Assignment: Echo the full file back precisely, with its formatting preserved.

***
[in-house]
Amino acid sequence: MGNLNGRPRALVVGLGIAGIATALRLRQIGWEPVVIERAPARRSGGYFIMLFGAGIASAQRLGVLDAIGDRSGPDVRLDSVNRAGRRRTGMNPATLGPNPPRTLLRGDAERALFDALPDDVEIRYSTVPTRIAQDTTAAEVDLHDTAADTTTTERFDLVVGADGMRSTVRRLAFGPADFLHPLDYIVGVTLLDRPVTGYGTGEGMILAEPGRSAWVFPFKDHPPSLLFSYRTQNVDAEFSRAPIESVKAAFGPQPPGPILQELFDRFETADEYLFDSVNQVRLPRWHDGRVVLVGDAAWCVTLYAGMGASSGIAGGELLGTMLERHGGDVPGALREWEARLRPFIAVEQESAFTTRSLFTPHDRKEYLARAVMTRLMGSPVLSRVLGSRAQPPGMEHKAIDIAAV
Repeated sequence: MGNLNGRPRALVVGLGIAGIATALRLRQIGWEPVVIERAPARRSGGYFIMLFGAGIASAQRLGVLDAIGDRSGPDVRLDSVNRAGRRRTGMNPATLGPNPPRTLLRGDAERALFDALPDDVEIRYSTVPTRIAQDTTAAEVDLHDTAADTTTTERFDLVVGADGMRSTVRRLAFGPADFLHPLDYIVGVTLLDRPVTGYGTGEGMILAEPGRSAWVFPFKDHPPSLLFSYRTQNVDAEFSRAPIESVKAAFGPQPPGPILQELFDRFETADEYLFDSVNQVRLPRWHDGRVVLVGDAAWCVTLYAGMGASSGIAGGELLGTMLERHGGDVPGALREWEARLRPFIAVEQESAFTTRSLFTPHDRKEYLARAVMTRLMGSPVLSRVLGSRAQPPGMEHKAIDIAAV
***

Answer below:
[in-house]
Amino acid sequence: MGNLNGRPRALVVGLGIAGIATALRLRQIGWEPVVIERAPARRSGGYFIMLFGAGIASAQRLGVLDAIGDRSGPDVRLDSVNRAGRRRTGMNPATLGPNPPRTLLRGDAERALFDALPDDVEIRYSTVPTRIAQDTTAAEVDLHDTAADTTTTERFDLVVGADGMRSTVRRLAFGPADFLHPLDYIVGVTLLDRPVTGYGTGEGMILAEPGRSAWVFPFKDHPPSLLFSYRTQNVDAEFSRAPIESVKAAFGPQPPGPILQELFDRFETADEYLFDSVNQVRLPRWHDGRVVLVGDAAWCVTLYAGMGASSGIAGGELLGTMLERHGGDVPGALREWEARLRPFIAVEQESAFTTRSLFTPHDRKEYLARAVMTRLMGSPVLSRVLGSRAQPPGMEHKAIDIAAV
Repeated sequence: MGNLNGRPRALVVGLGIAGIATALRLRQIGWEPVVIERAPARRSGGYFIMLFGAGIASAQRLGVLDAIGDRSGPDVRLDSVNRAGRRRTGMNPATLGPNPPRTLLRGDAERALFDALPDDVEIRYSTVPTRIAQDTTAAEVDLHDTAADTTTTERFDLVVGADGMRSTVRRLAFGPADFLHPLDYIVGVTLLDRPVTGYGTGEGMILAEPGRSAWVFPFKDHPPSLLFSYRTQNVDAEFSRAPIESVKAAFGPQPPGPILQELFDRFETADEYLFDSVNQVRLPRWHDGRVVLVGDAAWCVTLYAGMGASSGIAGGELLGTMLERHGGDVPGALREWEARLRPFIAVEQESAFTTRSLFTPHDRKEYLARAVMTRLMGSPVLSRVLGSRAQPPGMEHKAIDIAAV